The Latest: US to pay less of NATO’s in-house budget


French President Emmanuel Macron, right, and NATO Secretary General Jens Stoltenberg, hold a joint press conference at the Elysee palace, Thursday, Nov.28, 2019 in Paris. French President Emmanuel Macron said the NATO needed “a wake up call” and that its leaders must have a strategic discussion about how the military alliance should work, including on improving ties with Russia. (Bertrand Guay, Pool via AP)

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PARIS (AP) — The Latest on discussions ahead of next week’s NATO summit in London (all times local):

4:20 p.m.

NATO Secretary-General Jens Stoltenberg says the United States will pay less into the military alliance’s budget from next year, with Germany stepping up contributions to fill the gap.

At a joint press conference with French President Emmanuel Macron, Stoltenberg said a new cost-sharing formula has been agreed and that “the U.S. will pay less, Germany will pay more.”

The move does not concern the national defense budgets that President Donald Trump routinely complains about.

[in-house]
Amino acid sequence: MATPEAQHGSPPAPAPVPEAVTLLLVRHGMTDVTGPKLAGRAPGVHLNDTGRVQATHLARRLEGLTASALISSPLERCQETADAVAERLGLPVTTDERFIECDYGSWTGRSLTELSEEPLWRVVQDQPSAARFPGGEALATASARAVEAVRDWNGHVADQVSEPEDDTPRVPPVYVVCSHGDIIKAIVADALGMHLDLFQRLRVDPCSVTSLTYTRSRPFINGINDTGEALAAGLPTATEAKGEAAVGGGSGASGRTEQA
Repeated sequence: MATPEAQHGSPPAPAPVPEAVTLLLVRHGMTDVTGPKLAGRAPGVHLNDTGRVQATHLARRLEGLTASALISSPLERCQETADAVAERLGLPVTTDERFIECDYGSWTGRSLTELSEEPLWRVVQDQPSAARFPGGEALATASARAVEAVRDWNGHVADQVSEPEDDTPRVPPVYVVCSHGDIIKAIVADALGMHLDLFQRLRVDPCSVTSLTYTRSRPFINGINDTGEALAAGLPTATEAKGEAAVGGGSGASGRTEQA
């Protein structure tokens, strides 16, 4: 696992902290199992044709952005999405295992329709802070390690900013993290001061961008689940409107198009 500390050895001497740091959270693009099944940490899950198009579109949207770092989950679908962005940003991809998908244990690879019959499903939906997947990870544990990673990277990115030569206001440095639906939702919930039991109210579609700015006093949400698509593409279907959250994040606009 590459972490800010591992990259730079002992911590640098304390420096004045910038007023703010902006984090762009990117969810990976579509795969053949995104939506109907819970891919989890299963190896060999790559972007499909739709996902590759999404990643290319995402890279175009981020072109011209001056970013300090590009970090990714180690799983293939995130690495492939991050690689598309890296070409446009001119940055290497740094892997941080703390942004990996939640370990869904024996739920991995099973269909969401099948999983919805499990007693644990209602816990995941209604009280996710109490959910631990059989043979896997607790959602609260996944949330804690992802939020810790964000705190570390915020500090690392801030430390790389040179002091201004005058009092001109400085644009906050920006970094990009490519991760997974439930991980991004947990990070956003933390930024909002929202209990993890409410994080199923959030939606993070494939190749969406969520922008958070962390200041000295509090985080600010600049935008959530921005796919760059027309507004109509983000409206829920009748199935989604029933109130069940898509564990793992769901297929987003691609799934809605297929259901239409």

NATO allies agreed last year to a civil budget for running things like the organization’s headquarters of $250.5 million. A further $1.4 billion was earmarked for spending on military missions around the world.

Stoltenberg says the U.S. and Germany will pay “roughly 16%” of the total budget now. Washington was previously the biggest contributor, paying about 22%.


3:05 p.m.

French President Emmanuel Macron says NATO leaders must have a deep discussion about the future of the military alliance and how ties with Russia can be improved.

Ahead of a summit of NATO leaders in London next week, Macron held discussions with NATO Secretary-General Jens Stoltenberg in Paris.

In a joint news conference, Macron said “a real alliance is action, decisions, not words. So, I want us to have a real dialogue among allies.”

Macron’s call comes just three weeks after he said the alliance was “brain dead.”

Macron said he was glad his recent comments have acted as a “wake-up call” and that “it was irresponsible to just continue to talk only of financial and technical issues.”

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